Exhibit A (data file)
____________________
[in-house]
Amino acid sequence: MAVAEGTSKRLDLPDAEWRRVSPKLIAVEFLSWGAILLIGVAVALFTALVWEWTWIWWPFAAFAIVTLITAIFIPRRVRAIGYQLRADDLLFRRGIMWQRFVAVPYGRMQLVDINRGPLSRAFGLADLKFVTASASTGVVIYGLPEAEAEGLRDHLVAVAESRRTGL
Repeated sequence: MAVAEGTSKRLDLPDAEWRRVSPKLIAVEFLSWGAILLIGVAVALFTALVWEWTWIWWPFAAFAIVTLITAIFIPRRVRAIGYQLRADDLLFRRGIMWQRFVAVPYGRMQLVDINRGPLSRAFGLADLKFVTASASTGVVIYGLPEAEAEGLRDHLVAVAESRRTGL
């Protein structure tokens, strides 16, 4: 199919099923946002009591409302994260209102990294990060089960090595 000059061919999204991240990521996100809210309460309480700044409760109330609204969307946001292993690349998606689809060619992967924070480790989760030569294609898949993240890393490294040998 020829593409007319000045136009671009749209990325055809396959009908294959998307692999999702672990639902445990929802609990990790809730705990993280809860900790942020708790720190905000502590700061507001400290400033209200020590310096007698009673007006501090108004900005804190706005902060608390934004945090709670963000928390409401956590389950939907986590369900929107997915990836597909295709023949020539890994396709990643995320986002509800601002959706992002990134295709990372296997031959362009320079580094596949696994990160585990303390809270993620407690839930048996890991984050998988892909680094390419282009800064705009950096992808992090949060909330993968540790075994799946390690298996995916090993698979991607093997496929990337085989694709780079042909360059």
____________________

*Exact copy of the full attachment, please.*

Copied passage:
[in-house]
Amino acid sequence: MAVAEGTSKRLDLPDAEWRRVSPKLIAVEFLSWGAILLIGVAVALFTALVWEWTWIWWPFAAFAIVTLITAIFIPRRVRAIGYQLRADDLLFRRGIMWQRFVAVPYGRMQLVDINRGPLSRAFGLADLKFVTASASTGVVIYGLPEAEAEGLRDHLVAVAESRRTGL
Repeated sequence: MAVAEGTSKRLDLPDAEWRRVSPKLIAVEFLSWGAILLIGVAVALFTALVWEWTWIWWPFAAFAIVTLITAIFIPRRVRAIGYQLRADDLLFRRGIMWQRFVAVPYGRMQLVDINRGPLSRAFGLADLKFVTASASTGVVIYGLPEAEAEGLRDHLVAVAESRRTGL
């Protein structure tokens, strides 16, 4: 199919099923946002009591409302994260209102990294990060089960090595 000059061919999204991240990521996100809210309460309480700044409760109330609204969307946001292993690349998606689809060619992967924070480790989760030569294609898949993240890393490294040998 020829593409007319000045136009671009749209990325055809396959009908294959998307692999999702672990639902445990929802609990990790809730705990993280809860900790942020708790720190905000502590700061507001400290400033209200020590310096007698009673007006501090108004900005804190706005902060608390934004945090709670963000928390409401956590389950939907986590369900929107997915990836597909295709023949020539890994396709990643995320986002509800601002959706992002990134295709990372296997031959362009320079580094596949696994990160585990303390809270993620407690839930048996890991984050998988892909680094390419282009800064705009950096992808992090949060909330993968540790075994799946390690298996995916090993698979991607093997496929990337085989694709780079042909360059």